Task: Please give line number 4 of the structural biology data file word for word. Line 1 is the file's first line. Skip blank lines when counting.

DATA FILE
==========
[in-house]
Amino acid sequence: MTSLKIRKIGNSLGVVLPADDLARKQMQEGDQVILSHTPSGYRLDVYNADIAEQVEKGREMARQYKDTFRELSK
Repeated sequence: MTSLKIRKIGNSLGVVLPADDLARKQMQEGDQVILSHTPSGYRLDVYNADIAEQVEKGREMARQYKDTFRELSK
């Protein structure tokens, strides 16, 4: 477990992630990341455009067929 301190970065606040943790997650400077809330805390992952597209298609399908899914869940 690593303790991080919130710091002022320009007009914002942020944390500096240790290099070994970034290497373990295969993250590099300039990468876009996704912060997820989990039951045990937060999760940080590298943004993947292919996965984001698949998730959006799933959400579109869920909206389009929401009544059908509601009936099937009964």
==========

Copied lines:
């Protein structure tokens, strides 16, 4: 477990992630990341455009067929 301190970065606040943790997650400077809330805390992952597209298609399908899914869940 690593303790991080919130710091002022320009007009914002942020944390500096240790290099070994970034290497373990295969993250590099300039990468876009996704912060997820989990039951045990937060999760940080590298943004993947292919996965984001698949998730959006799933959400579109869920909206389009929401009544059908509601009936099937009964």